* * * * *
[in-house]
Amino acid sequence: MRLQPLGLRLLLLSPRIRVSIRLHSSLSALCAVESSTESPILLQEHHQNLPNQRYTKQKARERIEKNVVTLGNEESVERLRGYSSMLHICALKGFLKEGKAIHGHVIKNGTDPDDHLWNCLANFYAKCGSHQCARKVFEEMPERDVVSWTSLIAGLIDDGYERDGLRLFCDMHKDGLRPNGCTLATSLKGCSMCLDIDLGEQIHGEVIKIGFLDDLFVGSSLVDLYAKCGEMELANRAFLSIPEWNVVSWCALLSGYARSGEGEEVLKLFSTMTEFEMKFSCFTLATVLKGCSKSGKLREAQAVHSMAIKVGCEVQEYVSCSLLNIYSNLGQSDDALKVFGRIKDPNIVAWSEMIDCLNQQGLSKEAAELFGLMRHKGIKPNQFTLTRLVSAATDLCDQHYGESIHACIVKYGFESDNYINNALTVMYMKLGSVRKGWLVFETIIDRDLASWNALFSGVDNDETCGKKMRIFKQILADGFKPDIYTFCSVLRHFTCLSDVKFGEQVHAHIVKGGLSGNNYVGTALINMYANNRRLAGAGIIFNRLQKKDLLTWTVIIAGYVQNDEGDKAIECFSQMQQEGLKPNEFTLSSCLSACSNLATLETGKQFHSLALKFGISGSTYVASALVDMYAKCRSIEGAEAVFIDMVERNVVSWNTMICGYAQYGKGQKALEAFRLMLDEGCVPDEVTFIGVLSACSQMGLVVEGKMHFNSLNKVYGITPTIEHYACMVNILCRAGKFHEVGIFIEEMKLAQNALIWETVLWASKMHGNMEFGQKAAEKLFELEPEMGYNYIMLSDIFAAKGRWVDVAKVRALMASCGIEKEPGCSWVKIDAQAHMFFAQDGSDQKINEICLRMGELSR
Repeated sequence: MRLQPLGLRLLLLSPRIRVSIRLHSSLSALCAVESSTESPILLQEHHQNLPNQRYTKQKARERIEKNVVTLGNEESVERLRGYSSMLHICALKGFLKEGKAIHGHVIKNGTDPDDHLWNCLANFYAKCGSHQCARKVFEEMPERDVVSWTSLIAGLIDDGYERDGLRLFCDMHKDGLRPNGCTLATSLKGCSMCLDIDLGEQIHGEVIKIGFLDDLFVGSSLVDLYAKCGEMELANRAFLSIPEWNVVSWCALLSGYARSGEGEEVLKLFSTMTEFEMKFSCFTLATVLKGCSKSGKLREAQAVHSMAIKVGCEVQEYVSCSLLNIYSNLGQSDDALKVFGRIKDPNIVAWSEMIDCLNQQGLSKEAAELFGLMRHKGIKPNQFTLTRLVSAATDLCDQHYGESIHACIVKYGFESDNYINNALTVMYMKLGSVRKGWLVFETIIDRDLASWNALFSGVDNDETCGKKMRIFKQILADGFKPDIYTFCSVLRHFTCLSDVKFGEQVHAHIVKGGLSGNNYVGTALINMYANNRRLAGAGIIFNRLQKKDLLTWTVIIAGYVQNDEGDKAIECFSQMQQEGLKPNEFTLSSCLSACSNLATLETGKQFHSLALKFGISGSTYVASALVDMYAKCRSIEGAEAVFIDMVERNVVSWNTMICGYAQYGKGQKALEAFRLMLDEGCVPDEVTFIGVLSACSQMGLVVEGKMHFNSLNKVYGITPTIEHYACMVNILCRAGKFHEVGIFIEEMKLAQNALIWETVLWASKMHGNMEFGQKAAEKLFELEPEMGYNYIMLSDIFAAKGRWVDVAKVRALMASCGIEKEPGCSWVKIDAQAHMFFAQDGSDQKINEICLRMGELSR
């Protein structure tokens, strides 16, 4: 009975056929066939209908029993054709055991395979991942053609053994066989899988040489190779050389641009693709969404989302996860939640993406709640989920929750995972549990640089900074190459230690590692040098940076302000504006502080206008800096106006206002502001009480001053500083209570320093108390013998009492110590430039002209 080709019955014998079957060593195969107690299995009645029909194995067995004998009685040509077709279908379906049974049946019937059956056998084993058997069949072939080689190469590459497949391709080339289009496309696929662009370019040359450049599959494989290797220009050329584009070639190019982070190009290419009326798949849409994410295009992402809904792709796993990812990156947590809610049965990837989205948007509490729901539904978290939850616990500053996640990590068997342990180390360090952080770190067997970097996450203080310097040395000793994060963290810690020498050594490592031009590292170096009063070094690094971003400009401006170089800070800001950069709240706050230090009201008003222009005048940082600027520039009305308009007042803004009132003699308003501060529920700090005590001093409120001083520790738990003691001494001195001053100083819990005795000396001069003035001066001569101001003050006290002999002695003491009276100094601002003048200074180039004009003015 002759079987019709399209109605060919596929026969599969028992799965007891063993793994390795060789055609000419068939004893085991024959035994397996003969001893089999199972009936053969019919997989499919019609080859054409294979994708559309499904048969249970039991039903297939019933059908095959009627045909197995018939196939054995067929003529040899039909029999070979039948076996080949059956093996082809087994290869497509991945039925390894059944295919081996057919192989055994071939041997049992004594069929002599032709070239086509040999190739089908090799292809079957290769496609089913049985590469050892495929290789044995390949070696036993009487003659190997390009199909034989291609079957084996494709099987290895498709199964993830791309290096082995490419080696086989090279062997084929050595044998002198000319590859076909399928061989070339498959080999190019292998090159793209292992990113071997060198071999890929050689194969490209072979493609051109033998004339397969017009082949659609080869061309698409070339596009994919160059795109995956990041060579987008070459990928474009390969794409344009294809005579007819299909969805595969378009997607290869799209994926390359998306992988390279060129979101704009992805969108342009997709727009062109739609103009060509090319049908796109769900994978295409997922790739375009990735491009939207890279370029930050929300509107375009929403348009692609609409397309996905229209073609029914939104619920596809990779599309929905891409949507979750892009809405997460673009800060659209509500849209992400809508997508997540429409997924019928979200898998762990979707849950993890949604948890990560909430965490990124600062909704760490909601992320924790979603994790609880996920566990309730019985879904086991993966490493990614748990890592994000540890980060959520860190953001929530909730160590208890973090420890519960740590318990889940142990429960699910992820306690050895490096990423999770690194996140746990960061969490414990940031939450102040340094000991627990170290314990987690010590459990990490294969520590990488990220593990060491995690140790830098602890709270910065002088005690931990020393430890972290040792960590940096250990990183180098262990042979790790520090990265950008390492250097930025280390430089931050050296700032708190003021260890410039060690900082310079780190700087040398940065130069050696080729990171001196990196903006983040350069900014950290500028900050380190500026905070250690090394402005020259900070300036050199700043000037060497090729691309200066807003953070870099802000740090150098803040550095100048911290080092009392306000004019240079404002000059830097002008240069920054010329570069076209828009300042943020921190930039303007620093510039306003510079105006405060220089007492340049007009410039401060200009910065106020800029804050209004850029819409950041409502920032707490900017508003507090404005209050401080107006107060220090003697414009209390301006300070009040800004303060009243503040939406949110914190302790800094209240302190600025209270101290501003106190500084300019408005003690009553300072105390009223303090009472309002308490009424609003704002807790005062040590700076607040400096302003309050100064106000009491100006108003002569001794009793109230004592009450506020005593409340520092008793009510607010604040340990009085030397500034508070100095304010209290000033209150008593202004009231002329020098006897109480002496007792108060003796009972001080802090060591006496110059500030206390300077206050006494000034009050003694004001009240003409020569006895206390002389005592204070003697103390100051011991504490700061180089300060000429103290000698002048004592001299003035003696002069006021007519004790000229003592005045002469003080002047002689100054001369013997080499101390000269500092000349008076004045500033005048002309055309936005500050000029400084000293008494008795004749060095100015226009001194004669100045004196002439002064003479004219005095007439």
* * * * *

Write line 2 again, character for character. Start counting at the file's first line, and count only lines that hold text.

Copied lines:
Amino acid sequence: MRLQPLGLRLLLLSPRIRVSIRLHSSLSALCAVESSTESPILLQEHHQNLPNQRYTKQKARERIEKNVVTLGNEESVERLRGYSSMLHICALKGFLKEGKAIHGHVIKNGTDPDDHLWNCLANFYAKCGSHQCARKVFEEMPERDVVSWTSLIAGLIDDGYERDGLRLFCDMHKDGLRPNGCTLATSLKGCSMCLDIDLGEQIHGEVIKIGFLDDLFVGSSLVDLYAKCGEMELANRAFLSIPEWNVVSWCALLSGYARSGEGEEVLKLFSTMTEFEMKFSCFTLATVLKGCSKSGKLREAQAVHSMAIKVGCEVQEYVSCSLLNIYSNLGQSDDALKVFGRIKDPNIVAWSEMIDCLNQQGLSKEAAELFGLMRHKGIKPNQFTLTRLVSAATDLCDQHYGESIHACIVKYGFESDNYINNALTVMYMKLGSVRKGWLVFETIIDRDLASWNALFSGVDNDETCGKKMRIFKQILADGFKPDIYTFCSVLRHFTCLSDVKFGEQVHAHIVKGGLSGNNYVGTALINMYANNRRLAGAGIIFNRLQKKDLLTWTVIIAGYVQNDEGDKAIECFSQMQQEGLKPNEFTLSSCLSACSNLATLETGKQFHSLALKFGISGSTYVASALVDMYAKCRSIEGAEAVFIDMVERNVVSWNTMICGYAQYGKGQKALEAFRLMLDEGCVPDEVTFIGVLSACSQMGLVVEGKMHFNSLNKVYGITPTIEHYACMVNILCRAGKFHEVGIFIEEMKLAQNALIWETVLWASKMHGNMEFGQKAAEKLFELEPEMGYNYIMLSDIFAAKGRWVDVAKVRALMASCGIEKEPGCSWVKIDAQAHMFFAQDGSDQKINEICLRMGELSR